The Feminist Seminar & Race, Ethnicity and Immigration Workshop in the Department of Sociology at the University of Toronto are inviting you to another exciting event as part of the Intersections Series: the talk by Prof. Jennifer Adese (University of Toronto Mississauga) on March 31, 2021 (Wednesday), 2:30 to 4:00 pm (EST). We are also taking this moment to celebrate her Canadian Research Chair (CRC)! Please mark your calendar and looking forward to seeing you there,
Hae Yeon, Cynthia, and Neda.
To join this virtual event via Zoom, please register in advance.
From “half-breed prostitute” to “Métis sex worker”: Confronting Institutionalized Violence Against Métis Women
In May 1881, Marie Trottier, a Métis woman, was carried into a Winnipeg courtroom on a stretcher, forced to testify against a local doctor from whom, it was alleged, she purchased an abortifacient. Police, doctors, and the press characterized Trottier as immoral, promiscuous, and as a “half-breed prostitute.” Trottier’s treatment at the hands of the legal system and local media resonates with the posthumous violence enacted upon Cindy Gladue by media and the courts in the wake of her murder in 2011. These experiences of these two Métis women, while separated by 140 years, reflects a continuing legacy of anti-Métis racism, sexism, discursive and legal violence that in the long view, remain deeply entrenched in Canadian institutions. The presentation concludes by examining how some Métis women have used the tools of political mobilization to confront the enduring legacies of such violence.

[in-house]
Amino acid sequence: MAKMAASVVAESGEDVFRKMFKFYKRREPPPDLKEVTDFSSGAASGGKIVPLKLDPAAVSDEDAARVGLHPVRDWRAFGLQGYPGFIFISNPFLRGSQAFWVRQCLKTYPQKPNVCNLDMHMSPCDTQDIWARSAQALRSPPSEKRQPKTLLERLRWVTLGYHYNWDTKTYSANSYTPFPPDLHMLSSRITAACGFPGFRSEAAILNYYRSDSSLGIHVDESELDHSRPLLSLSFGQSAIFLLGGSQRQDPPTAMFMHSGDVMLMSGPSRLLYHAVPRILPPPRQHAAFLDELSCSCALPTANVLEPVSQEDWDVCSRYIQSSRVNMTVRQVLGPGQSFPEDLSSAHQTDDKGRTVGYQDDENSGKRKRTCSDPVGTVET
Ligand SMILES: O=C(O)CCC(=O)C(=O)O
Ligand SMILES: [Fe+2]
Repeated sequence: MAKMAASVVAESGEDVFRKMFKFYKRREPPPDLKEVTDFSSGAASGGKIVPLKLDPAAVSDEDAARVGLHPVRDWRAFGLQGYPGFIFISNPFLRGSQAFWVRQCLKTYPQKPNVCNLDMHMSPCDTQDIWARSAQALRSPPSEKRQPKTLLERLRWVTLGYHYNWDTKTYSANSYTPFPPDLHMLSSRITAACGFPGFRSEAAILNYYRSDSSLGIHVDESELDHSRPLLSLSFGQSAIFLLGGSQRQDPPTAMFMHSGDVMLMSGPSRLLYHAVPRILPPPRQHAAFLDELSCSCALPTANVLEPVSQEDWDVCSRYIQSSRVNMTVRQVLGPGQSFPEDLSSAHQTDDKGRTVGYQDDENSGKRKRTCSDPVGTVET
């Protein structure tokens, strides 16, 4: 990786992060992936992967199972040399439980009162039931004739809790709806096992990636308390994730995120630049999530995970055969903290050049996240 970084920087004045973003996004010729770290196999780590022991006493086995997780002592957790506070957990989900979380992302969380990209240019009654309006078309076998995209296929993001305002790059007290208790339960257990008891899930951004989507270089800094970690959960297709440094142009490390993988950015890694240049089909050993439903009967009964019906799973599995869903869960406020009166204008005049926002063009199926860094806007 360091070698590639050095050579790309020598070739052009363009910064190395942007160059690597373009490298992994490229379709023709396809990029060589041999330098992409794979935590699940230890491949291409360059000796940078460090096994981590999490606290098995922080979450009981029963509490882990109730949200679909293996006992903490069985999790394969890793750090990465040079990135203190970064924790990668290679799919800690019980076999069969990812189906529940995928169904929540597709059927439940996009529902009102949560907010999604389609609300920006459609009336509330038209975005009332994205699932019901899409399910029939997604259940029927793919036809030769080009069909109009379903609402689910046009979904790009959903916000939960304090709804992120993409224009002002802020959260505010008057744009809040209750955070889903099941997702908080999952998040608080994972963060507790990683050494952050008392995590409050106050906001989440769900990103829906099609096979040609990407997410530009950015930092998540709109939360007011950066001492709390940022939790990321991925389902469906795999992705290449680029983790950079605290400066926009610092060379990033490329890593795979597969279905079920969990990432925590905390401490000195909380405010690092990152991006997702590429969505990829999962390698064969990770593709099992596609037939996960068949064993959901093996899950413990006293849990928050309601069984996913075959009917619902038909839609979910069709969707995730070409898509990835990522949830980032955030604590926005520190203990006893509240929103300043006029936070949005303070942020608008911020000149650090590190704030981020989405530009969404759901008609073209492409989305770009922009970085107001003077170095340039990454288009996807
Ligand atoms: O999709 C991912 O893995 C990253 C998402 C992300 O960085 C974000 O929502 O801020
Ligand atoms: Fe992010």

Speaker Bio: Jennifer Adese (Otipemisiwak/Métis) is a Canada Research Chair in Métis Women, Politics, and Community and an Associate Professor in the Department of Sociology at University of Toronto Mississauga (UTM). She is the co-editor of two books forthcoming in Spring 2021: Indigenous Celebrity (with Robert Alexander Innes) from University of Manitoba Press, and A People and a Nation: New Directions in Contemporary Métis Studies (with Chris Andersen) from UBC Press. She is the author of a number of articles and book chapters on Métis literature, Indigenous visual sovereignty, and Indigenous-Canada relations.
Chair: Neda Maghbouleh (Associate Professor in Sociology at the University of Toronto Mississauga and Canada Research Chair in Migration, Race, and Identity)